Minister of Information and Culture, Lai Mohammed, has said Nigeria will deploy ‘cultural diplomacy’ as an effective tool to put an end to the incessant xenophobic attacks on Nigerians in South Africa.
He said this while playing host to the South African High Commissioner to Nigeria, Lulu Mnguni, at his office in Abuja.
Mohammed said relevant parastatals, including the National Council for Arts and Culture, the Nigerian Tourism Development Corporation and the Nigerian Film Corporation, will soon embark on a series of activities in South Africa to further strengthen the understanding between Nigerians and South Africans.
These activities include joint musical concerts, co-production in the area of films, visit of popular Nollywood actors and actresses to South Africa as part of a Nigerian delegation going on a confidence-building trip.
Others include exhibitions featuring Nigerian delicacies to be entitled ”A Taste of Nigeria” and a Town Hall Meeting for Nigerians resident in South Africa, with a view to encouraging dialogue on the way forward, especially in their relationship with their hosts.
“Nigeria is keen to work with South Africa to put an end to these attacks, deploying the soft power of ‘cultural diplomacy’, which is widely regarded as an effective tool in this regard,” the Minister said.
“These activities, and many more, which we are working on as I speak, will kick off in the weeks ahead, and will not be a one-off event.
“While the diplomats do their own thing to continue to strengthen bilateral relations between our two countries, we at the Ministry of Information and Cultural will deploy, and ensure the sustenance of Cultural Diplomacy in order to make it more effective in bringing our peoples together,” he added.
The Minister said there was an urgent need for Nigeria and South Africa, two of Africa’s foremost nations to strengthen understanding among citizens of both countries and stem the tide of xenophobia.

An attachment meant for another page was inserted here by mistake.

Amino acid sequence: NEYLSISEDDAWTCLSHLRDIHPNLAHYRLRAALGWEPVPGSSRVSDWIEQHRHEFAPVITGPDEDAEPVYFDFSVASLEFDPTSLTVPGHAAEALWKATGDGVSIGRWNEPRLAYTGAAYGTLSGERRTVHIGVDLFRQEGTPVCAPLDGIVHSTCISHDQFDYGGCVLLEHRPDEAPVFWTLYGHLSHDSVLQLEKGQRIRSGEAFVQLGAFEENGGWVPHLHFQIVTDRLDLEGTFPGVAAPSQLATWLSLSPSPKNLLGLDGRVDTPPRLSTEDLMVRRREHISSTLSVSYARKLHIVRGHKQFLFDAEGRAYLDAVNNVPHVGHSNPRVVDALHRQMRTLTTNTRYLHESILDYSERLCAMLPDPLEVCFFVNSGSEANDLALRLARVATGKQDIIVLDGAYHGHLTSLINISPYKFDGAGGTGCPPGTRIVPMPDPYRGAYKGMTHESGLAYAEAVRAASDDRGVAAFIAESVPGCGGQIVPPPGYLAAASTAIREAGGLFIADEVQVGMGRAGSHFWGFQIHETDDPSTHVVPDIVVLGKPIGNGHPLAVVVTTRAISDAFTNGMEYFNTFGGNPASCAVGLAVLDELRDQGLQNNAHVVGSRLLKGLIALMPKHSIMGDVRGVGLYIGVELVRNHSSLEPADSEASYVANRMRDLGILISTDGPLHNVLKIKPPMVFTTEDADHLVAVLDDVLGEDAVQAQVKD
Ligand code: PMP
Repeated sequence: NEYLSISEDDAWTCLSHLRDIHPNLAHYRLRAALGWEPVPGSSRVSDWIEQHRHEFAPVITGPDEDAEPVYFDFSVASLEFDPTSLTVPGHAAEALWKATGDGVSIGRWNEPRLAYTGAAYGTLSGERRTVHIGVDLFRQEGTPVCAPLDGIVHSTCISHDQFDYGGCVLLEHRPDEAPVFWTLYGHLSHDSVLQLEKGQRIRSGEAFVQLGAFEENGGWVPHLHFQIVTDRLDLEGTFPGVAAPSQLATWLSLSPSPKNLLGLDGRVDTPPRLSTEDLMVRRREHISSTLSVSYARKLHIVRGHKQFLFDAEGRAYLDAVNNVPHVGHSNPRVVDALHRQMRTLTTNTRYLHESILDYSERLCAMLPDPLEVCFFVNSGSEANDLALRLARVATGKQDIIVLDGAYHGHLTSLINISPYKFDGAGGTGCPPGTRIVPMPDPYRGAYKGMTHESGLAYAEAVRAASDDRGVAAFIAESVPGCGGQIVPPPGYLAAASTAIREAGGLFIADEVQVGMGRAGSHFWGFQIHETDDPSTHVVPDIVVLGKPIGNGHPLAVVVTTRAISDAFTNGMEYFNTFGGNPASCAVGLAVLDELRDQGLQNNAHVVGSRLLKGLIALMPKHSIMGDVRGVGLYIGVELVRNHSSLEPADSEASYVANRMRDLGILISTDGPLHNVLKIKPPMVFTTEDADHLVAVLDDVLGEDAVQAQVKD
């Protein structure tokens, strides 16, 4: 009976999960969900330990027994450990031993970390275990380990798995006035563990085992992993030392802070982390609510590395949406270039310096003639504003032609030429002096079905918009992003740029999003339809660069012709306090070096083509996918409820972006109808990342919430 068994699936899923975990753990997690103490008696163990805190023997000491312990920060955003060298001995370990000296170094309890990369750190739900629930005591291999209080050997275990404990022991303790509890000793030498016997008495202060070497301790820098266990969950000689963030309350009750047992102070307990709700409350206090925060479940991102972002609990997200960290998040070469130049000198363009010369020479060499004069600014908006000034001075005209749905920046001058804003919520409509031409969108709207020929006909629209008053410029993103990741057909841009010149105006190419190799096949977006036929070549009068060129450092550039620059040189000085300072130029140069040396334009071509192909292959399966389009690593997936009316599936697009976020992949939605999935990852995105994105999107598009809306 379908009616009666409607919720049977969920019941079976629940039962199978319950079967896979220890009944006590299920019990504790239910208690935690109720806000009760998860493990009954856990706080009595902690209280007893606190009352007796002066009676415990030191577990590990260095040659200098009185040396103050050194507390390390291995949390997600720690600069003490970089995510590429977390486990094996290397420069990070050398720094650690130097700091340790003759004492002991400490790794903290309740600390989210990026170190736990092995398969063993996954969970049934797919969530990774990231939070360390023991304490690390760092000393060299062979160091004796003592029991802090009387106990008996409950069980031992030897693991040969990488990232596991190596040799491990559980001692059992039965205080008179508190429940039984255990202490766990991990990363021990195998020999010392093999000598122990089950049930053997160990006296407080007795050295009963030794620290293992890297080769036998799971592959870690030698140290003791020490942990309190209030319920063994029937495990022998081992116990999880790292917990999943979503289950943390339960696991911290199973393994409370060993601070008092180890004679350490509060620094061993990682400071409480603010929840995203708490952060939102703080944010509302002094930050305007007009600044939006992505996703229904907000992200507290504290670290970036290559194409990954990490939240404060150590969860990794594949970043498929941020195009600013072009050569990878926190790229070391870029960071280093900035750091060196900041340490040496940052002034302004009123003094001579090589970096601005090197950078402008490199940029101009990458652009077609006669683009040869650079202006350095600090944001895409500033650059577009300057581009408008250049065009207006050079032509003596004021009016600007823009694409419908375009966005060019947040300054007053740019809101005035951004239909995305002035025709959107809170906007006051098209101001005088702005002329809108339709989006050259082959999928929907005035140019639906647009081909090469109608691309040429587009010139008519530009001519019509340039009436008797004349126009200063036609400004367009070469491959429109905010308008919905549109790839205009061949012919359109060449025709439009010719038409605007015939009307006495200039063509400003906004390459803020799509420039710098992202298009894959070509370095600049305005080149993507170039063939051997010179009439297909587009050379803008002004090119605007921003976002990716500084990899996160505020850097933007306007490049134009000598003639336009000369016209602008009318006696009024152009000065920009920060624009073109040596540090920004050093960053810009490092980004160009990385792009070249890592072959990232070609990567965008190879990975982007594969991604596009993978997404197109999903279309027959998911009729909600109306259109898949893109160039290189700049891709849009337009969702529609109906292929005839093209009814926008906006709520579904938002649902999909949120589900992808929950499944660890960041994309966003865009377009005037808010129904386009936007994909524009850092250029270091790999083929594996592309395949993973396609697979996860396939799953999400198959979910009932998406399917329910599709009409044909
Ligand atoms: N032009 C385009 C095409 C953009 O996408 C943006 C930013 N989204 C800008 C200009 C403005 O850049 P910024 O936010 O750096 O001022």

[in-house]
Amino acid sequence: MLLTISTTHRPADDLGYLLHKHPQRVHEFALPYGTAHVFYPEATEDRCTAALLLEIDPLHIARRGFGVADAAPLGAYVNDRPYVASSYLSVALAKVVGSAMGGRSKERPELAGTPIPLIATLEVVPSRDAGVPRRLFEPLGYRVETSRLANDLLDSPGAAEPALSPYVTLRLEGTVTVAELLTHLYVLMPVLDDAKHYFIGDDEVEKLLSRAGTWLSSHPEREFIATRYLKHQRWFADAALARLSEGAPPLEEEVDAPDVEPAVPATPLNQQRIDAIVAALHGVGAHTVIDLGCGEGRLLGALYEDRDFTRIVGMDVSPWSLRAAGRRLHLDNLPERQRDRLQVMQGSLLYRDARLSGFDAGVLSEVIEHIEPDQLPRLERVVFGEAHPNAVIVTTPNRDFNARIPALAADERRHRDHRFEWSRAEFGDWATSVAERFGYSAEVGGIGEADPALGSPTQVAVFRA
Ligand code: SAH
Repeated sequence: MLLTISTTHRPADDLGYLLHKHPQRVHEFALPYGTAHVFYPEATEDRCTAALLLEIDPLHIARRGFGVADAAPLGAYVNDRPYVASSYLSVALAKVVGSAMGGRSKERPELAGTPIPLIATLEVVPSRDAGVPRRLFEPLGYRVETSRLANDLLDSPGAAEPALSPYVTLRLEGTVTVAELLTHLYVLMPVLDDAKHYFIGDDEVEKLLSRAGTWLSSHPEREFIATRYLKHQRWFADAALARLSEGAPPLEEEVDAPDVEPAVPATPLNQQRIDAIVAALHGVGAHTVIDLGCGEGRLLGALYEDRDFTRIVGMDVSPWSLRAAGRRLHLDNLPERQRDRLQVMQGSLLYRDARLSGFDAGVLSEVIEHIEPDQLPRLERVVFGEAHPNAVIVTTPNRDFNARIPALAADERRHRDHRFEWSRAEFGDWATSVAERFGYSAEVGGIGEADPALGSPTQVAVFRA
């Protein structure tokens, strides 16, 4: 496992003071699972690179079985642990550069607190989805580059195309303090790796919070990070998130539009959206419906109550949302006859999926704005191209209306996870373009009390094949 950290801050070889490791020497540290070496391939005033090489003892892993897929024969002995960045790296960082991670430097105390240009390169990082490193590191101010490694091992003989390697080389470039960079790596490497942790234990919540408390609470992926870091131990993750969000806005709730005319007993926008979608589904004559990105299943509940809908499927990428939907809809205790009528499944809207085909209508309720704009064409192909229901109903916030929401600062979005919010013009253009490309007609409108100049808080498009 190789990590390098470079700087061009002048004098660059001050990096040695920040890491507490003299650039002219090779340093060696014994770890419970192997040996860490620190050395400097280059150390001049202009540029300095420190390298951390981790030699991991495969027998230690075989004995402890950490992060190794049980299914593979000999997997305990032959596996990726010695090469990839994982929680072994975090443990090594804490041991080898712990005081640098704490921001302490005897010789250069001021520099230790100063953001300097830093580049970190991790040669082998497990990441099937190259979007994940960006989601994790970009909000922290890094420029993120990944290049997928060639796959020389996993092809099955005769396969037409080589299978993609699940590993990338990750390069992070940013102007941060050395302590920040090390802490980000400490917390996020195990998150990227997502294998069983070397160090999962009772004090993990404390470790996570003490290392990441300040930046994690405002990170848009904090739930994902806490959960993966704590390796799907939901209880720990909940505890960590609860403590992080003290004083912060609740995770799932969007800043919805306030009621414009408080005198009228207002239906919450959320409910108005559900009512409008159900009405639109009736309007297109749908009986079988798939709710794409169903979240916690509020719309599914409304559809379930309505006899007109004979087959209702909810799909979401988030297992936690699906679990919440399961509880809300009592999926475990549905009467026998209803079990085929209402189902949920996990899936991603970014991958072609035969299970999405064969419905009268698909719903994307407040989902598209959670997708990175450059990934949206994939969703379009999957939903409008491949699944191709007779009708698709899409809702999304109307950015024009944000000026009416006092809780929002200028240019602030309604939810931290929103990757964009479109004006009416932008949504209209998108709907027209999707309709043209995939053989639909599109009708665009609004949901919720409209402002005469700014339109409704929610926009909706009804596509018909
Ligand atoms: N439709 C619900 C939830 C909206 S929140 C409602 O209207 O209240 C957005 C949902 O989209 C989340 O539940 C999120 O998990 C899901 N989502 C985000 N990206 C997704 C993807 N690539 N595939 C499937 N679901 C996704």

Mohammed said: “What we are kick-starting today, with the visit of Your Excellency, will have ramifications far beyond the shores of Nigeria and South Africa.
“For long, Nigerians have treated South Africans as their brothers and sisters.
“Over 120 South African companies, perhaps more than those of any other African country, are doing business in Nigeria, thousands of Nigerians regularly travel to South Africa for business and leisure, and – historically – Nigeria played a front-line role in helping to end the scourge of apartheid in South Africa.
”We must spare no effort in strengthening this brotherly spirit between our two countries.
“We have no doubt that the deployment of the soft power of ‘cultural diplomacy’ will be a major tool in this effort, and we will leave no stone unturned in this regard,” he said.
In his remarks, the South African High Commissioner hailed Nigeria for its invaluable contribution to the liberation of South Africa from Apartheid.
He said South Africa is now committed to reciprocating the gesture by developing stronger ties with Nigeria.
“After sharing trenches, we are now a free people. Thanks to your relentless fight side-by-side with us,” Mnguni said.
“When we got our freedom, we had to change and develop ways of building a new South Africa and New Nigeria and new Africa.”
He said his country is also looking at how best to use the soft power of culture to educate the citizens of the two countries about their time-tested tradition.